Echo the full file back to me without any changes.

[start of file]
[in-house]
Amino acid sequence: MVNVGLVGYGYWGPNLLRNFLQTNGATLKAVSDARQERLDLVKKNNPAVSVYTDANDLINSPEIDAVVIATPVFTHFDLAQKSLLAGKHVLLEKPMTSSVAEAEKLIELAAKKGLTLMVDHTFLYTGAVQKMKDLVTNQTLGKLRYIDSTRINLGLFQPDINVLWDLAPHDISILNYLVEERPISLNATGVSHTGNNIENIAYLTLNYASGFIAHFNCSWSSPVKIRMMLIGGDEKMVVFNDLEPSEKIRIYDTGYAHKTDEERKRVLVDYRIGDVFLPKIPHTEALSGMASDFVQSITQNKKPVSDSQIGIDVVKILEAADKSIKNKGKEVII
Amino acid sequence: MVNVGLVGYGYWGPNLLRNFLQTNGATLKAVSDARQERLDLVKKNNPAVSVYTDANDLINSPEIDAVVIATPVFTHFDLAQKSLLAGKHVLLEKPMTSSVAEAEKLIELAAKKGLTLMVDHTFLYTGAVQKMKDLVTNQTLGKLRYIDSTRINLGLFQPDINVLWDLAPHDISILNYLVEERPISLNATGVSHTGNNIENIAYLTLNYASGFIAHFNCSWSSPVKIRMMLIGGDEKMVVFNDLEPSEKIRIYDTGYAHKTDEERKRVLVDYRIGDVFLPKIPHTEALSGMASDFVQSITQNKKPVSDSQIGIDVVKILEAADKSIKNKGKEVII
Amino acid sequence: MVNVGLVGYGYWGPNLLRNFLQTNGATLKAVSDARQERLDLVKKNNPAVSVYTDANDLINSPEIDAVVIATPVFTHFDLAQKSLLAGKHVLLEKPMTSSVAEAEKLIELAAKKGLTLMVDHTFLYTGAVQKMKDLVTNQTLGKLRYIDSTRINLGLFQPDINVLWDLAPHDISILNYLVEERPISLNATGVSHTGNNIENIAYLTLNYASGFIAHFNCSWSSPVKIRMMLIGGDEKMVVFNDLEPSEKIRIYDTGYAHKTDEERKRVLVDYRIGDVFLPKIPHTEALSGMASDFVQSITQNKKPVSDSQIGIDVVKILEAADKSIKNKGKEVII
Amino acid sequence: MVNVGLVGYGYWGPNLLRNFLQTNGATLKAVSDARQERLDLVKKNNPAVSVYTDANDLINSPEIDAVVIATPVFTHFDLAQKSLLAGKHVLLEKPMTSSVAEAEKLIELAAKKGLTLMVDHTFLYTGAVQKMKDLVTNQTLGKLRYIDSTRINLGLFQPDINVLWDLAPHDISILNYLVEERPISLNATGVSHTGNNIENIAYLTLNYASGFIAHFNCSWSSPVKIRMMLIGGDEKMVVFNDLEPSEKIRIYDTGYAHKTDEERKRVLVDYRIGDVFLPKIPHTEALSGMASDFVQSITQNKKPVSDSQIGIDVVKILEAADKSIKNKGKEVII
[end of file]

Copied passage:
[in-house]
Amino acid sequence: MVNVGLVGYGYWGPNLLRNFLQTNGATLKAVSDARQERLDLVKKNNPAVSVYTDANDLINSPEIDAVVIATPVFTHFDLAQKSLLAGKHVLLEKPMTSSVAEAEKLIELAAKKGLTLMVDHTFLYTGAVQKMKDLVTNQTLGKLRYIDSTRINLGLFQPDINVLWDLAPHDISILNYLVEERPISLNATGVSHTGNNIENIAYLTLNYASGFIAHFNCSWSSPVKIRMMLIGGDEKMVVFNDLEPSEKIRIYDTGYAHKTDEERKRVLVDYRIGDVFLPKIPHTEALSGMASDFVQSITQNKKPVSDSQIGIDVVKILEAADKSIKNKGKEVII
Amino acid sequence: MVNVGLVGYGYWGPNLLRNFLQTNGATLKAVSDARQERLDLVKKNNPAVSVYTDANDLINSPEIDAVVIATPVFTHFDLAQKSLLAGKHVLLEKPMTSSVAEAEKLIELAAKKGLTLMVDHTFLYTGAVQKMKDLVTNQTLGKLRYIDSTRINLGLFQPDINVLWDLAPHDISILNYLVEERPISLNATGVSHTGNNIENIAYLTLNYASGFIAHFNCSWSSPVKIRMMLIGGDEKMVVFNDLEPSEKIRIYDTGYAHKTDEERKRVLVDYRIGDVFLPKIPHTEALSGMASDFVQSITQNKKPVSDSQIGIDVVKILEAADKSIKNKGKEVII
Amino acid sequence: MVNVGLVGYGYWGPNLLRNFLQTNGATLKAVSDARQERLDLVKKNNPAVSVYTDANDLINSPEIDAVVIATPVFTHFDLAQKSLLAGKHVLLEKPMTSSVAEAEKLIELAAKKGLTLMVDHTFLYTGAVQKMKDLVTNQTLGKLRYIDSTRINLGLFQPDINVLWDLAPHDISILNYLVEERPISLNATGVSHTGNNIENIAYLTLNYASGFIAHFNCSWSSPVKIRMMLIGGDEKMVVFNDLEPSEKIRIYDTGYAHKTDEERKRVLVDYRIGDVFLPKIPHTEALSGMASDFVQSITQNKKPVSDSQIGIDVVKILEAADKSIKNKGKEVII
Amino acid sequence: MVNVGLVGYGYWGPNLLRNFLQTNGATLKAVSDARQERLDLVKKNNPAVSVYTDANDLINSPEIDAVVIATPVFTHFDLAQKSLLAGKHVLLEKPMTSSVAEAEKLIELAAKKGLTLMVDHTFLYTGAVQKMKDLVTNQTLGKLRYIDSTRINLGLFQPDINVLWDLAPHDISILNYLVEERPISLNATGVSHTGNNIENIAYLTLNYASGFIAHFNCSWSSPVKIRMMLIGGDEKMVVFNDLEPSEKIRIYDTGYAHKTDEERKRVLVDYRIGDVFLPKIPHTEALSGMASDFVQSITQNKKPVSDSQIGIDVVKILEAADKSIKNKGKEVII